City Council tables eagle ordinance
Concerning a controversial ordinance that would reduce the bald eagle nest management zone to federal guidelines within the city, Cape Coral City Council decided in a 5-2 vote to table the discussion to its regular meeting June 4 at City Hall.
The proposed ordinance would have reduced the bald eagle nest management zone from 1,100 feet to 660 feet to be consistent with state and federal guidelines, and prohibits development during the nesting season, from October to May.
The original city ordinance was passed in 2007 when bald eagles were an endangered species. The eagles have rebounded significantly in the last decade, and while they are no longer endangered, are still protected.
Currently, the city has 10 active nests and three inactive or alternate nests, which runs about average for what the city has recorded since the year 2000.
However, the encroachment into rural areas has taken a toll, opponents of the ordinance said. One nest lost all three eaglets over the winter, and only nine fledged, which has been about average for the past five years.
Similar to the discussion of a planned housing project in central Cape, public input was again heavy, as nearly everyone voiced their disapproval for the ordinance.
“Your souls are on the line tonight. What’s more important, more concrete or a dollar store or the most recognizable symbol of America?” asked Cheryl Anderson.
“Just because government and cities have lowered the limit doesn’t mean that you should, too,” said Lindsey Logan. “Doing that is un-American and shows weak leadership.”
Unlike the housing project, there was one significant opponent, former mayor Joe Mazurkiewicz, who said emotions are not the same as facts and that people who hope to build here one day may be unable to if the ordinance isn’t changed.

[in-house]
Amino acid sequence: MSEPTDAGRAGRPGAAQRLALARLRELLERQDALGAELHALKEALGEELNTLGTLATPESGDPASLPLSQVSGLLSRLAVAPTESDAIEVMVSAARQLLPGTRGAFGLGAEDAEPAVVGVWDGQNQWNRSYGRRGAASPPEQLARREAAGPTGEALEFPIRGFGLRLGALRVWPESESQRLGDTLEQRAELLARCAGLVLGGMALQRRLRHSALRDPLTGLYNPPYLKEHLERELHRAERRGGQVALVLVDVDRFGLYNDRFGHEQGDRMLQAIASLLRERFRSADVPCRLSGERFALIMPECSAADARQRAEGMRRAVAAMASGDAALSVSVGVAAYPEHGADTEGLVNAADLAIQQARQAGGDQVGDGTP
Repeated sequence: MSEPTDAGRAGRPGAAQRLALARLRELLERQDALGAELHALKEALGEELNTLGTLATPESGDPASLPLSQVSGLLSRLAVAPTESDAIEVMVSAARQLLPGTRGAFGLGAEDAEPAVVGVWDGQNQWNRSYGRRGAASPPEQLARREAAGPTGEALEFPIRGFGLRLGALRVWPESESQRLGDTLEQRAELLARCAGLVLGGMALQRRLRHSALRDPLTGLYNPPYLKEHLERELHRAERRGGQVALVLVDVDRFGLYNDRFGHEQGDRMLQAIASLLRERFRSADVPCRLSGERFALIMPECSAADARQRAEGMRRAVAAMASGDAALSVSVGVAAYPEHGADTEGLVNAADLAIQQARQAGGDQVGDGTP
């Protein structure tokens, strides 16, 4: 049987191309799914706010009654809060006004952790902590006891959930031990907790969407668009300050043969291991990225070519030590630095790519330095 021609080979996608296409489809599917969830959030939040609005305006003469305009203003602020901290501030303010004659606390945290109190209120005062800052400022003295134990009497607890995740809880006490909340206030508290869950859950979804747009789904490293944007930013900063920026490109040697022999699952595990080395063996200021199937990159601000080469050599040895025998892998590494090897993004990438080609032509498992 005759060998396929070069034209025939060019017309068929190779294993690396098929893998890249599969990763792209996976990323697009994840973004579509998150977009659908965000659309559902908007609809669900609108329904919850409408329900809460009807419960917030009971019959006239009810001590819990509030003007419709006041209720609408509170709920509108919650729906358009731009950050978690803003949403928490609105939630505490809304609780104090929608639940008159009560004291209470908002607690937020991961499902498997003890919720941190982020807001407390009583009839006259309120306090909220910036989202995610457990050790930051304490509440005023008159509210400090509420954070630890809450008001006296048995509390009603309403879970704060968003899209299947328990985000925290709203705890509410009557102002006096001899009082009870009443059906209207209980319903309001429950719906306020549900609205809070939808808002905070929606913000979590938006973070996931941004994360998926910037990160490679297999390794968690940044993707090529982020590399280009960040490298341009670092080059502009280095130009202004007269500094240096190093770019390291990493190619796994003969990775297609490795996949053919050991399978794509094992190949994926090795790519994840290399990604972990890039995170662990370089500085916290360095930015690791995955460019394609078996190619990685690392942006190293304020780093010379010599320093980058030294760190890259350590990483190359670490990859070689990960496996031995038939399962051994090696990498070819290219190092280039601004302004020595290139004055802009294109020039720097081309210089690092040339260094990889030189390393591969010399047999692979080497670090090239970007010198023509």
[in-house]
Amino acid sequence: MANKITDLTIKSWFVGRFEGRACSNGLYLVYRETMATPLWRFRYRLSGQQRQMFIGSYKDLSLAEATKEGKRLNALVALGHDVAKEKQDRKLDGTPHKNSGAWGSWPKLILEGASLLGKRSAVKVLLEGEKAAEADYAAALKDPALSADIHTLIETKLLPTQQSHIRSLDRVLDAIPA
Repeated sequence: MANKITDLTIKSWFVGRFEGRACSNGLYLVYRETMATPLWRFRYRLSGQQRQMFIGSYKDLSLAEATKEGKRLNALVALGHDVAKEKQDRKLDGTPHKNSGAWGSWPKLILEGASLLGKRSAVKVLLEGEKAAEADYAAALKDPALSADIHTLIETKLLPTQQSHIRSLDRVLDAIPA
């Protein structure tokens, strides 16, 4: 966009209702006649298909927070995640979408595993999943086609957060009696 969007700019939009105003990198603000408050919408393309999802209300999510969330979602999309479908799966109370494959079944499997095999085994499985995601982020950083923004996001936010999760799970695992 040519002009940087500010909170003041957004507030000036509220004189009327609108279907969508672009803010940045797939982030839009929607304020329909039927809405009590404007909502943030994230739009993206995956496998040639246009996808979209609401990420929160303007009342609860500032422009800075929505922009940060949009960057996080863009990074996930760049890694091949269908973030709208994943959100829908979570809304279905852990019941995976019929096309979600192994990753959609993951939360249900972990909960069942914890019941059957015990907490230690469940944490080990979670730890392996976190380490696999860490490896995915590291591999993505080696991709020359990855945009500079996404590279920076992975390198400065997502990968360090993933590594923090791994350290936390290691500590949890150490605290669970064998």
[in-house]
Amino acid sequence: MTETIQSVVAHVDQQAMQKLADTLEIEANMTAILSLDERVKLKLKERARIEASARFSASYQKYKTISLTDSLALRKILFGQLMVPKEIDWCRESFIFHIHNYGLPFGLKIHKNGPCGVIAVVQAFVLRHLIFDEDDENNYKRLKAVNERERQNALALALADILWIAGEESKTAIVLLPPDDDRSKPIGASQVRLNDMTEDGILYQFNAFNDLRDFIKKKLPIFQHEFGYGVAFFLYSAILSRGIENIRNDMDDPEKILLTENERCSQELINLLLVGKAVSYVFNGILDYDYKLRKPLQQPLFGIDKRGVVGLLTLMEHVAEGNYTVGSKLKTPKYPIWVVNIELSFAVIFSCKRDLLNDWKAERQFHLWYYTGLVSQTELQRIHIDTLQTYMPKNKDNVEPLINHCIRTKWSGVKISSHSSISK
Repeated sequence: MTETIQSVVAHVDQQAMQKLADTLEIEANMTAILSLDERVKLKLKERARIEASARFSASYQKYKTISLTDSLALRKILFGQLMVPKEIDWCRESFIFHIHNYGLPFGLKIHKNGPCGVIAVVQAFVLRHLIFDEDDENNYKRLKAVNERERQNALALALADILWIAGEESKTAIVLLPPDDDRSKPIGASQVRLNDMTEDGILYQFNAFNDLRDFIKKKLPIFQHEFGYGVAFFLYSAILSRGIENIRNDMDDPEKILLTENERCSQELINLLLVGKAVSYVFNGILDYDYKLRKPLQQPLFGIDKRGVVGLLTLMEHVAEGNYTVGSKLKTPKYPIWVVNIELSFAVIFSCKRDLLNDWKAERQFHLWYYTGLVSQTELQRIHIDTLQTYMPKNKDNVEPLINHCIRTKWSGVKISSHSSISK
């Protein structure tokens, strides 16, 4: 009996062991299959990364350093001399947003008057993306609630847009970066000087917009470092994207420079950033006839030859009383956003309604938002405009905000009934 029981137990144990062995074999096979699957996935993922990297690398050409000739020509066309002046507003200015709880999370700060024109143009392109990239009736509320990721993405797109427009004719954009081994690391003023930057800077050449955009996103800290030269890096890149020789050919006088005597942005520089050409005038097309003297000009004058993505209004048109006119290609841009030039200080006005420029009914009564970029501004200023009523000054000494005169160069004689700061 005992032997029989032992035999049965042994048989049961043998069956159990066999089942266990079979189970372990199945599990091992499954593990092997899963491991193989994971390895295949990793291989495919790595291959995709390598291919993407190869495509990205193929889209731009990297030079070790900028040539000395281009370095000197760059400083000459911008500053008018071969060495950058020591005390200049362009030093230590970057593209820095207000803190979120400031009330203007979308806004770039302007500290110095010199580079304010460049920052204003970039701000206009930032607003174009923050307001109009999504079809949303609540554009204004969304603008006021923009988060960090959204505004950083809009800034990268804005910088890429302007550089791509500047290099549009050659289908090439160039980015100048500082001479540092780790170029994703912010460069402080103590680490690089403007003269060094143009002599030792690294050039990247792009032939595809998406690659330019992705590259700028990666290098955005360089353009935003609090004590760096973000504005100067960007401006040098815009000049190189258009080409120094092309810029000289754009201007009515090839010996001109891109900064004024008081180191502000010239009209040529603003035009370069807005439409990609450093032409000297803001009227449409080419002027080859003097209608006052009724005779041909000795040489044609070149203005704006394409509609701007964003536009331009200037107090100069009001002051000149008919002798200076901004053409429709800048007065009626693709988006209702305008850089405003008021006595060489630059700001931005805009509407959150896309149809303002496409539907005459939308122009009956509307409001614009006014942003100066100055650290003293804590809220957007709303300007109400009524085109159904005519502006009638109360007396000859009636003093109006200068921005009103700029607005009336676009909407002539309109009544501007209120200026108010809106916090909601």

“Get a study done if you think 1,100 feet is safer for eagles than 660 feet to avoid getting sued. You may be right, with the use of a scientific-based study,” Mazurkiewicz said. “Those trees where the eagles live are owned by someone who hopes to live here someday.”
That last point resounded most with council. The first point regarding a study, however, was one city staff didn’t quite seem to entirely grasp, either.
Its main argument stated that Cape Coral was the only municipality among the 20 most populated that didn’t use the 600-foot standard.
Mayor Joe Coviello questioned how many of those large cities have eagles and supported the need for more data.
Councilmember John Gunter said his main concern is that if the city has a different guideline from the state and federal ones, it would open the city to a lawsuit such as one in Bonita Springs.
In the end, council was split on the issue, but mostly agreed that more data was needed. Neither side brought up the possibility of a compromise distance between 660 and 1,100 feet.
Councilmembers Jennifer Nelson and David Stokes were the dissenting votes in the 5-2 motion to table, as they said they approved of 1,100 feet, with Stokes saying it makes the city different in a good way.
Council stressed that the eagle ordinance had nothing to do with the proposed housing project. Residents said they were happy they were at least able to delay the vote.
“I wish we would have had a vote on that, but we’ll be here June 4 with all the research they requested,” Logan said. “It’s all or nothing because if we can reach an agreement of at least 1,000 feet I’d be happy, but we need more strict laws here than in other cities.”